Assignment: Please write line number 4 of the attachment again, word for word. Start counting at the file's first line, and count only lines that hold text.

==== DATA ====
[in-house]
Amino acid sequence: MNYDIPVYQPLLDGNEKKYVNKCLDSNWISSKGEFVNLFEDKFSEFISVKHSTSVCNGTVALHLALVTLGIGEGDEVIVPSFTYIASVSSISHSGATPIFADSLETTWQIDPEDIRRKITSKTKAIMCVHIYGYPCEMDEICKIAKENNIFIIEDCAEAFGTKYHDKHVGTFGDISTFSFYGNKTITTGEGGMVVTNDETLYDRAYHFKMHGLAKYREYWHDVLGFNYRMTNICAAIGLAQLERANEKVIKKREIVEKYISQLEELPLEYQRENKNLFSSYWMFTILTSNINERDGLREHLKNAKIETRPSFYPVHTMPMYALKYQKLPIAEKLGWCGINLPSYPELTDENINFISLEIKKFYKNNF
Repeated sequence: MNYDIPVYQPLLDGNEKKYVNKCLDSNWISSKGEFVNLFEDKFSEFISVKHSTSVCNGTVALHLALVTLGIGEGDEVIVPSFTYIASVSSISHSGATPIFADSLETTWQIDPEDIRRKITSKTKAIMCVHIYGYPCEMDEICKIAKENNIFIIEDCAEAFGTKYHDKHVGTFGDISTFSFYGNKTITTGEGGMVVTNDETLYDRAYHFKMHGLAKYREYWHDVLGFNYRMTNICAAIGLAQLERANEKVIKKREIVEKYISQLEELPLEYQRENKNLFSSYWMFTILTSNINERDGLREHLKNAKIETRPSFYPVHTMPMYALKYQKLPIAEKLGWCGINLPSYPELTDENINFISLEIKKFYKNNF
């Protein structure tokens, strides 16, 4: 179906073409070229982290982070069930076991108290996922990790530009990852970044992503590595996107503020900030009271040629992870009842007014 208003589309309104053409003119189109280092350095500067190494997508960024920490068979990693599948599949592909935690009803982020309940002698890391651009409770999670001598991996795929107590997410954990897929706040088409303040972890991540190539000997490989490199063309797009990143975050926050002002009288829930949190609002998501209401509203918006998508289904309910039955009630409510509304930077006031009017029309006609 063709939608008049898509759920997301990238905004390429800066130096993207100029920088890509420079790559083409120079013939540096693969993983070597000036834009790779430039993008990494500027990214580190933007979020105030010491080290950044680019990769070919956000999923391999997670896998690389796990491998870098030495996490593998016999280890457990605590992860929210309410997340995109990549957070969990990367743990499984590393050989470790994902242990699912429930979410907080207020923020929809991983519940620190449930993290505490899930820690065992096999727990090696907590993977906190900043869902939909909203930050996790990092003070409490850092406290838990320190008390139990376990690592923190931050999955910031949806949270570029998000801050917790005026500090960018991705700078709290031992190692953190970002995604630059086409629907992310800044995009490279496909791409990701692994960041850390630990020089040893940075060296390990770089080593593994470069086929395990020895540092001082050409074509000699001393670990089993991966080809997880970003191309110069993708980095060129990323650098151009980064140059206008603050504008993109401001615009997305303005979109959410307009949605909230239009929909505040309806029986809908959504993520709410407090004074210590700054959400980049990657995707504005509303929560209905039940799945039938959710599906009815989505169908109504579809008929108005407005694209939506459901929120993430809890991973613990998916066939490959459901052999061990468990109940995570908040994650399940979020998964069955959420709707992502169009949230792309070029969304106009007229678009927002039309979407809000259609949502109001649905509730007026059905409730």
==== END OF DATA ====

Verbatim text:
């Protein structure tokens, strides 16, 4: 179906073409070229982290982070069930076991108290996922990790530009990852970044992503590595996107503020900030009271040629992870009842007014 208003589309309104053409003119189109280092350095500067190494997508960024920490068979990693599948599949592909935690009803982020309940002698890391651009409770999670001598991996795929107590997410954990897929706040088409303040972890991540190539000997490989490199063309797009990143975050926050002002009288829930949190609002998501209401509203918006998508289904309910039955009630409510509304930077006031009017029309006609 063709939608008049898509759920997301990238905004390429800066130096993207100029920088890509420079790559083409120079013939540096693969993983070597000036834009790779430039993008990494500027990214580190933007979020105030010491080290950044680019990769070919956000999923391999997670896998690389796990491998870098030495996490593998016999280890457990605590992860929210309410997340995109990549957070969990990367743990499984590393050989470790994902242990699912429930979410907080207020923020929809991983519940620190449930993290505490899930820690065992096999727990090696907590993977906190900043869902939909909203930050996790990092003070409490850092406290838990320190008390139990376990690592923190931050999955910031949806949270570029998000801050917790005026500090960018991705700078709290031992190692953190970002995604630059086409629907992310800044995009490279496909791409990701692994960041850390630990020089040893940075060296390990770089080593593994470069086929395990020895540092001082050409074509000699001393670990089993991966080809997880970003191309110069993708980095060129990323650098151009980064140059206008603050504008993109401001615009997305303005979109959410307009949605909230239009929909505040309806029986809908959504993520709410407090004074210590700054959400980049990657995707504005509303929560209905039940799945039938959710599906009815989505169908109504579809008929108005407005694209939506459901929120993430809890991973613990998916066939490959459901052999061990468990109940995570908040994650399940979020998964069955959420709707992502169009949230792309070029969304106009007229678009927002039309979407809000259609949502109001649905509730007026059905409730």